WOODSTOCK – A former Crystal Lake Central choir director accused of inappropriately touching former students and giving them alcohol is asking a judge to reconsider a previous ruling and dismiss the charges brought against him based on information he provided during a school district investigation.
Justin Hubly, 35, was arrested Nov. 30, more than a month after allegations surfaced that he had former students at his house on several occasions, gave them alcohol when they were younger than 21 and had inappropriate contact with two of them.
He faces misdemeanor charges of battery and delivery of alcohol to a minor, and could face up to a year in jail if convicted.
Hubly had been the school’s choir director since 2004 until he was suspended in October and resigned in November.
Hubly’s defense lawyer, Hank Sugden, filed a motion earlier this year to suppress any evidence gathered during an interview Oct. 19 between Hubly and Randy Davis, assistant superintendent of human resources for School District 155, because Hubly signed a document that gave him immunity from criminal prosecution.
Sugden said his client provided information that helped police investigate the case and later charge his client. He said police wouldn’t have had the information without the interview with District 155 officials.
Judge Joel Berg ruled in April that he would bar statements Hubly made to Davis from being used at trial, but would allow all other admissible evidence the state had, including the testimony of former students who spoke with district officials.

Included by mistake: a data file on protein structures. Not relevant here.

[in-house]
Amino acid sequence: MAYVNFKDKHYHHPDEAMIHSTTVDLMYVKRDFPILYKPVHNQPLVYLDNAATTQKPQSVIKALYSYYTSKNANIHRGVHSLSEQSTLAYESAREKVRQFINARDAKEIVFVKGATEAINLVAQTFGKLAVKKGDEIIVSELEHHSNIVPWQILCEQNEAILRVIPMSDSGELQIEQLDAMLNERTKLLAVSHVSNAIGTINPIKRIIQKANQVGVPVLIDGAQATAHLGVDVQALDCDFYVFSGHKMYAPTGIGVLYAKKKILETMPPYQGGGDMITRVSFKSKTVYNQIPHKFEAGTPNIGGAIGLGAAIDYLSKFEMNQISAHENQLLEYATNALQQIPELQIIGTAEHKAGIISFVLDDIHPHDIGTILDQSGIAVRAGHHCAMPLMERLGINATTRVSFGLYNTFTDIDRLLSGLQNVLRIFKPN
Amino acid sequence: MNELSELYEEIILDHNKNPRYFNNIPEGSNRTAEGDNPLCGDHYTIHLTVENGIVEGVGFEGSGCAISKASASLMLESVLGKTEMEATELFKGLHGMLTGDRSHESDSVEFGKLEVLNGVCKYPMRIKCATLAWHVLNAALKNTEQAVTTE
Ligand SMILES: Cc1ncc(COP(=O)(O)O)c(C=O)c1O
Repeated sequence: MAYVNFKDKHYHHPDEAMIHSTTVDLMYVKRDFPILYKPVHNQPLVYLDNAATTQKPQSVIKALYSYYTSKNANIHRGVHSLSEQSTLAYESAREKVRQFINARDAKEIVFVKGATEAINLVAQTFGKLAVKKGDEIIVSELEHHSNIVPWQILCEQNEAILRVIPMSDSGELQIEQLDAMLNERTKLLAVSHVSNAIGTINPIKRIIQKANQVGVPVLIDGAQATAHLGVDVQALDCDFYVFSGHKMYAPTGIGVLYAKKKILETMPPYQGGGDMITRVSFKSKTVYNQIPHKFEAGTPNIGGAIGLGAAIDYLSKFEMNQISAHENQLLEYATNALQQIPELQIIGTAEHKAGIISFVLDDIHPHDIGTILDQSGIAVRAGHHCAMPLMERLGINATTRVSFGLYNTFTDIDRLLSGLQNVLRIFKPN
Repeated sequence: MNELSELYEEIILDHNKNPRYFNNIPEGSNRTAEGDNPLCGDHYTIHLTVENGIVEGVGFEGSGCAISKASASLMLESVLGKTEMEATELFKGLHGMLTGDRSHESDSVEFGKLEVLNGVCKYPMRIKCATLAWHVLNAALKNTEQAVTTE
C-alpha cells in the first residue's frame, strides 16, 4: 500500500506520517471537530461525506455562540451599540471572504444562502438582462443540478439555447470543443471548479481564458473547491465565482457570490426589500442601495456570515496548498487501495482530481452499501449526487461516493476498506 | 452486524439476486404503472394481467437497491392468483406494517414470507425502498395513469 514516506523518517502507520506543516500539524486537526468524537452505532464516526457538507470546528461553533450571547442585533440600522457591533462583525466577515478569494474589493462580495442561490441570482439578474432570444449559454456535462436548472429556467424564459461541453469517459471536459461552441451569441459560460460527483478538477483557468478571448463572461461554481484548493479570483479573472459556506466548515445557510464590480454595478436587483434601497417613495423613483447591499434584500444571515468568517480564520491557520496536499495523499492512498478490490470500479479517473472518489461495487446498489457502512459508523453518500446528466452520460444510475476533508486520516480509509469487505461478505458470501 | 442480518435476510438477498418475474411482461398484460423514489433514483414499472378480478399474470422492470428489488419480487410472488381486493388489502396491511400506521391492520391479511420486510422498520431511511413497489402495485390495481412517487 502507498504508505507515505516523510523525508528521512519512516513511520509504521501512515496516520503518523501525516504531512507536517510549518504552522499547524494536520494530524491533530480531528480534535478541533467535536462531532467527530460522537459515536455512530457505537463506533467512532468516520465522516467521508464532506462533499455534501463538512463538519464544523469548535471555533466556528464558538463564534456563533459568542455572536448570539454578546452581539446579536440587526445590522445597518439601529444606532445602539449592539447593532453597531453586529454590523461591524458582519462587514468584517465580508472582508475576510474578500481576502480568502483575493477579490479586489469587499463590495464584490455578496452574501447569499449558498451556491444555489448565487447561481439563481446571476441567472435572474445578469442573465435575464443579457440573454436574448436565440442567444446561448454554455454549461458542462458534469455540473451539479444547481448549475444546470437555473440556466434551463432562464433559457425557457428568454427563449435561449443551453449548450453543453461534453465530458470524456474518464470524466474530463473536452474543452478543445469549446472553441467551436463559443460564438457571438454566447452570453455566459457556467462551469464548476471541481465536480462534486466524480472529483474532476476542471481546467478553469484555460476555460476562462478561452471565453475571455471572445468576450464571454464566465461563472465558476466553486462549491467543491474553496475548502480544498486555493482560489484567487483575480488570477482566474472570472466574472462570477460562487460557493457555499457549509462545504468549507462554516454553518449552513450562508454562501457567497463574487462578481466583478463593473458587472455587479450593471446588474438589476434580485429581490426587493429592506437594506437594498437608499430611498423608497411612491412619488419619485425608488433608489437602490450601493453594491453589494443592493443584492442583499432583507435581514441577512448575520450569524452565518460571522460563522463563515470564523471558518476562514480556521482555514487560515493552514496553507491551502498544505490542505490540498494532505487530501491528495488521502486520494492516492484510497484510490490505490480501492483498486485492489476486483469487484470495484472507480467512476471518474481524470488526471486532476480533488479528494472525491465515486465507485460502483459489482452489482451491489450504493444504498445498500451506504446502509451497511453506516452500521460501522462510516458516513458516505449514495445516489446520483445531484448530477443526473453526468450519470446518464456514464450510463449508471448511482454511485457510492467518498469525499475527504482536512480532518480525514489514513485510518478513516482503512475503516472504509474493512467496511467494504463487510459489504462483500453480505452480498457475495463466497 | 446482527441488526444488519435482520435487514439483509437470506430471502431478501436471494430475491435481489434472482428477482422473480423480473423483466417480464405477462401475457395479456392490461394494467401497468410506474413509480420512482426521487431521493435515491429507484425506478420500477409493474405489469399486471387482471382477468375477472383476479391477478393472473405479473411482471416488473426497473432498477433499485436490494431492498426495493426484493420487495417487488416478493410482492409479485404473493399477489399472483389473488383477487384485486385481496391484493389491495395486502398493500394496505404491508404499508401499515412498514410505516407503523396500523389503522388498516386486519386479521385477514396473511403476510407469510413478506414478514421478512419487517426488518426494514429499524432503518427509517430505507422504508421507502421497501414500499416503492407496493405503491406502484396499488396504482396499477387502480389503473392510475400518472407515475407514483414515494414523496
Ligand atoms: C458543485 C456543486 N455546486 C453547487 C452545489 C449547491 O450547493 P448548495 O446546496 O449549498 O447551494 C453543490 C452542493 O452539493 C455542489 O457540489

Berg said the district knew details about the case before speaking to Hubly, and therefore did not solely rely on what he told them to move forward with the criminal investigation.
In his motion to reconsider, filed July 5, Sugden argued that any charge not connected to what the former student initially came forward about should be dismissed because that information was the only thing known by the school before Hubly signed the at-will notice and spoke with school officials.
He said district officials asked about other incidents during the October interviews, after he already had signed the notice that gave him immunity from criminal prosecution.
On Oct. 15, a former student told a teacher that there had been inappropriate behavior between Hubly and former students.
Eleven days later, District 155 officials reported the matter to Crystal Lake police.
Prosecutors said that between June 1, 2016, and July 31, 2016, Hubly inappropriately touched a former student and gave her alcohol when she was underage.
Police also said that on Oct. 7, Hubly inappropriately touched another former student and gave that student alcohol.
Prosecutors also have charged Hubly with giving alcohol to three other former students on Dec. 30, 2015. The students were younger than 21 at the time, according to court records.
Hubly was interviewed by Davis on Oct. 19 and 20.
He confirmed that he had had former students at his home, they had consumed alcohol, and he had kissed a former student, Davis said.
In their response, prosecutors said they still should be allowed to prosecute Hubly on each charge because they have evidence independent of the interview between Hubly and Davis. Assistant State’s Attorney Taylor Nesbitt said the school district was aware of the former student who came forward before speaking with Hubly, and that student told officials other instances that occurred.
None of that information came from Hubly’s statements during the October meetings, Nesbitt said.
“The state is in the same position now as if the interviews with the defendant had never taken place,” Nesbitt said in her motion.
Berg will issue a written decision on the matter Aug. 25.